“To the uninitiated, discovering a perfume from a list of its raw materials is like reading the ingredients for a cooking recipe with all the frustration of not being able to imagine what the dish would taste like; images seem to create more of an echo in us and speak more fully to our senses. Marketing people understand this perfectly. Seeing advertisements has never meant being able to smell the perfume; at the every best it elicits a desire to smell it: such are the strengths and limitations of the exercise.”  – Jean-Claude Ellena, The Diary of a Nose – A Year in the Life of a Perfumer, 7 December 2009)

Print advertisements for perfumes run the gamut of flowery, sexy, arty, luxurious and shocking, and often rely on a famous face to catch the reader’s attention. Sometimes the ads have very little to do with what the perfume smells like. But it is like Ellena said – it’s about creating a desire. TV commercials are even more atmospheric and inviting, like mini-films, complete with plots and famous actors. Here are a few famous/infamous print ads:

“Anyway”, by Juliette Has a Gun. I have no idea what the ostrich has to do with it.
“Tuscan Scent”, by Salvatore Ferragamo. This works for me – I can almost smell the warm, winey, citrusy notes.
Model Sophie Dahl posing in an ad for “Opium”, by Yves Saint Laurent. It caused a huge uproar and was banned. It is clear why.
Yes, the bottle looks like Windex. It’s the 2015 Moschino “Fresh” eau de toilette by Jeremy Scott, with Linda Evangelista as the face of the new scent.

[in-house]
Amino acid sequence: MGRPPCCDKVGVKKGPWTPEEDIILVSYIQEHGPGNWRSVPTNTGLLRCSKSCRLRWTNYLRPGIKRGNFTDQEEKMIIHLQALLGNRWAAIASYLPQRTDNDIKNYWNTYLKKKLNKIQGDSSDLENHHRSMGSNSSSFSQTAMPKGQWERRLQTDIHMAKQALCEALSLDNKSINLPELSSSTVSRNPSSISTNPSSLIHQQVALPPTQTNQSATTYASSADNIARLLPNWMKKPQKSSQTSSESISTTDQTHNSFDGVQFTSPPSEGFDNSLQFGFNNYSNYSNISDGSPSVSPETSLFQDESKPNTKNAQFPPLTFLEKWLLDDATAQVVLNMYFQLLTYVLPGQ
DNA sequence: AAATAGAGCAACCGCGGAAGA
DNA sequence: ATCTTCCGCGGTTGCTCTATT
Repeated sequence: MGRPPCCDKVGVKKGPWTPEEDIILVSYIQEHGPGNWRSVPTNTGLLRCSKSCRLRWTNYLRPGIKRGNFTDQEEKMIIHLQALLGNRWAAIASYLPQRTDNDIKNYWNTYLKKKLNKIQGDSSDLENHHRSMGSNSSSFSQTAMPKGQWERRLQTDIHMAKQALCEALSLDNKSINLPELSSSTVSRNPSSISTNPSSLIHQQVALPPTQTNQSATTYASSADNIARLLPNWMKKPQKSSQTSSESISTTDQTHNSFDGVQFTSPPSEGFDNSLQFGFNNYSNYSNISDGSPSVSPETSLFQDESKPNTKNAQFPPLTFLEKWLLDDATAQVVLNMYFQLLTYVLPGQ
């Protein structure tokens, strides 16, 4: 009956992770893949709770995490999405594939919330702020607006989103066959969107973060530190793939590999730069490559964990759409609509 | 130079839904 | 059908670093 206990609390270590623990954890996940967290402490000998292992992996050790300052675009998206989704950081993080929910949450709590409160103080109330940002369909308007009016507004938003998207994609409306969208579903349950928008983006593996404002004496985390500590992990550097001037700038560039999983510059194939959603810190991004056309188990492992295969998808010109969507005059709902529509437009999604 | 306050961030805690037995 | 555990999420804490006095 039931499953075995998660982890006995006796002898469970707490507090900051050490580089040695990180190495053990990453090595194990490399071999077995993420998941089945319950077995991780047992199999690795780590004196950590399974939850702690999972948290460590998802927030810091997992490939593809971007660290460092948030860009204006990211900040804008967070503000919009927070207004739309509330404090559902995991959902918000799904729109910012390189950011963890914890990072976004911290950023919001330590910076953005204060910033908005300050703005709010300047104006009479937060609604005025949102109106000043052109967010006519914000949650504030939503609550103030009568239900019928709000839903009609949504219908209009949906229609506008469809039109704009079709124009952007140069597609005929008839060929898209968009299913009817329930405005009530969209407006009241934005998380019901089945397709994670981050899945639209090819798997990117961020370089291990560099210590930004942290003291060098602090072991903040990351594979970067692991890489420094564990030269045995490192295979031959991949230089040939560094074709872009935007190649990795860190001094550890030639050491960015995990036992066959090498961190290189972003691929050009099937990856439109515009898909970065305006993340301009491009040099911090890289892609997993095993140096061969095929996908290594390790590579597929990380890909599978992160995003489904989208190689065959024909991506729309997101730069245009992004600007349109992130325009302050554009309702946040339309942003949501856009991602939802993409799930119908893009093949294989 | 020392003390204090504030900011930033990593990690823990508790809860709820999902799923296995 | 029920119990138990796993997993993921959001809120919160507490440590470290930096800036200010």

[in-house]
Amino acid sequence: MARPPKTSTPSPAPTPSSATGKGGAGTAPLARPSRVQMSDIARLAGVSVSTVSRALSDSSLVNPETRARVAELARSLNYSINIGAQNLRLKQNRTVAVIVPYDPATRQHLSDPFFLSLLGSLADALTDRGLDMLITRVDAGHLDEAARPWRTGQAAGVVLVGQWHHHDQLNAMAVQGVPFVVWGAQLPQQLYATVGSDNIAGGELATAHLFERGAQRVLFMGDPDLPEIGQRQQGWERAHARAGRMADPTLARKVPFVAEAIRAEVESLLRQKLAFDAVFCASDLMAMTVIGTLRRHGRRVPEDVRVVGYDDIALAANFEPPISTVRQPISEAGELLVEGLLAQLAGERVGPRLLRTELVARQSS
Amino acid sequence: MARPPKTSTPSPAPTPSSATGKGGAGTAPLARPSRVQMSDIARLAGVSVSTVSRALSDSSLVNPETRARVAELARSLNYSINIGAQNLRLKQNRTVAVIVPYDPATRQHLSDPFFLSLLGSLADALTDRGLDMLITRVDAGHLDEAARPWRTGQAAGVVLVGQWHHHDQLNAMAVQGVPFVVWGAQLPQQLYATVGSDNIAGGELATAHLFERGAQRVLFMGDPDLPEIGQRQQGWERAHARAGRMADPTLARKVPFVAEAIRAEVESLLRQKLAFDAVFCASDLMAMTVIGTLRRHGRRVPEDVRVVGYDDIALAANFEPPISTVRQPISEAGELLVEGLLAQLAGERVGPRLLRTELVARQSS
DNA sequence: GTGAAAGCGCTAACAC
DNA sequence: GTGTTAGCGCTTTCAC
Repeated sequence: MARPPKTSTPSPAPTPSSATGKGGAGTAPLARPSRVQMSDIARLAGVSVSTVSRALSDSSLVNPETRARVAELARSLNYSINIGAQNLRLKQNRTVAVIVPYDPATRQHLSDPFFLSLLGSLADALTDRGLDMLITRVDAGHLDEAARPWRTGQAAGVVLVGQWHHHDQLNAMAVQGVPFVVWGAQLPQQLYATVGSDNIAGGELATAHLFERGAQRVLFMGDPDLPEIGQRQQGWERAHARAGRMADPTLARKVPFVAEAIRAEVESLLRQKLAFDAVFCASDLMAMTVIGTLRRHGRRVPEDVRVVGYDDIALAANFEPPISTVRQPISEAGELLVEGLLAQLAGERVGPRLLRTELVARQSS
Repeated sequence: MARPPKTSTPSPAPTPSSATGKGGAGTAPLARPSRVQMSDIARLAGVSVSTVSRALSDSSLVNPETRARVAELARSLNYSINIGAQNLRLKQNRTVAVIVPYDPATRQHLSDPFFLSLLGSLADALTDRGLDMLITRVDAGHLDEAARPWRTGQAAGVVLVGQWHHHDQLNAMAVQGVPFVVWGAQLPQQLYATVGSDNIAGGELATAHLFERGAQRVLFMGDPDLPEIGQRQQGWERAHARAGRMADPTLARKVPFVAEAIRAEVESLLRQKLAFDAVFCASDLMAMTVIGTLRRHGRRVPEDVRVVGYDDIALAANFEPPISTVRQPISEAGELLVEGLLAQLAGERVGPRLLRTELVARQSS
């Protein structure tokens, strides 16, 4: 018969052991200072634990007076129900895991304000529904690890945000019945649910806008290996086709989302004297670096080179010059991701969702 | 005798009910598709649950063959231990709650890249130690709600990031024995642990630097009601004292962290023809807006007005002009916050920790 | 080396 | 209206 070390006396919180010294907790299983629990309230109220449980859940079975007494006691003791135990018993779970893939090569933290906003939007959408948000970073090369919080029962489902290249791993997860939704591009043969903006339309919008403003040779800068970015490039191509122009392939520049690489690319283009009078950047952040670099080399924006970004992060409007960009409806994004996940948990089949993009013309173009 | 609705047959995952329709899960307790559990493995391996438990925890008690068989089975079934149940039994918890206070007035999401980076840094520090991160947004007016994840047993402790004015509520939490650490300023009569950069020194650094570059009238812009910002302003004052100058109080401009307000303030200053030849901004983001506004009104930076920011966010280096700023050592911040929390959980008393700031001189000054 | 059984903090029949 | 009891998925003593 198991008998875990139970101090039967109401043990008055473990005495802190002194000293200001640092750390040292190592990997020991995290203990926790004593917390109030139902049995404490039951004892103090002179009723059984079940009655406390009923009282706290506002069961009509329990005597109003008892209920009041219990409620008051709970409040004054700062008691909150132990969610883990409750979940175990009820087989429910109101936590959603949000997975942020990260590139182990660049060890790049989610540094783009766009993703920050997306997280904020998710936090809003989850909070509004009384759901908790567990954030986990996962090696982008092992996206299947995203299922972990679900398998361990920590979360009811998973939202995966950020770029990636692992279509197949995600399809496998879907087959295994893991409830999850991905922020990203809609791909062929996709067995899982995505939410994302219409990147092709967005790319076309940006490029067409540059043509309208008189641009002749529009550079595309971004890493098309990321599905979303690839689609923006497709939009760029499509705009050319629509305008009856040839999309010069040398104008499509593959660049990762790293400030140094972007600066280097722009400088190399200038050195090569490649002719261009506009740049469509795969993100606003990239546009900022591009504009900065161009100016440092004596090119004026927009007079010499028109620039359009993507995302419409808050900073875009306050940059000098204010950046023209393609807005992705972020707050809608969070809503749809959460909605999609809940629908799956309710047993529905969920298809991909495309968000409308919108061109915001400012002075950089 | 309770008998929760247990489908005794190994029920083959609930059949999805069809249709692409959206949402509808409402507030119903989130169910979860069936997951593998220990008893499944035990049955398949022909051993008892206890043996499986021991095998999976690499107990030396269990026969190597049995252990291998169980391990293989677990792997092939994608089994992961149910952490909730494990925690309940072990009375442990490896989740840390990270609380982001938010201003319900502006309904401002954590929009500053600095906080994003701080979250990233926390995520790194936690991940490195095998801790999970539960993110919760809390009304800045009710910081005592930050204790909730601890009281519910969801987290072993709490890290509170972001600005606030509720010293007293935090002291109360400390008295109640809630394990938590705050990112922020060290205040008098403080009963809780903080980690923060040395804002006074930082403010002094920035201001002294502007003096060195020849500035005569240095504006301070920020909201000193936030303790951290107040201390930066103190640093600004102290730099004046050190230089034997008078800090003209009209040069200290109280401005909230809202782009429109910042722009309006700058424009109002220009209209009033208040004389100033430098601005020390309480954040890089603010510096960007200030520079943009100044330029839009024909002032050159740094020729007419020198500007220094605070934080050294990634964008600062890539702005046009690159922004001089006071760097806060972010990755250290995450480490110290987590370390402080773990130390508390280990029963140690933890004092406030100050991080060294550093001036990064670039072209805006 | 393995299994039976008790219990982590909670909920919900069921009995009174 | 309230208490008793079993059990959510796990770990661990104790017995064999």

“Le Jardin de Monsieur Li” (The Garden of Mr. Li), by Hermés Paris. The ad brings you closer to the vision of Jean-Claude Ellena, the perfumer (below).

“I remembered the smell of ponds, the smell of jasmine, the smell of wet stones, of plum trees, kumquats, and giant bamboos. It was all there, and in the ponds there were even carp steadily working towards their hundredth birthday.”—Jean-Claude Ellena, Master Parfumeur, describing Le Jardin de Monsieur Li”.

And for pure eye candy, there is this TV ad of model Tiiu Kuik for Dior’s J’Adore, dripping with gold like the (dead) Bond Girl “Jill Masterson” in Ian Fleming’s Goldfinger, with Barry White singing sexily in the background. It certainly spells out “desire”, but desire for what!?

And on a lighter note…

These dramatic and often very expensive ads get ripped off fairly often, as with the campaign for Ambi Pur toilet gel, by ad agency Grey, 2009, which aired in Australia. Nice smelling toilet cleaner never looked like this!

 

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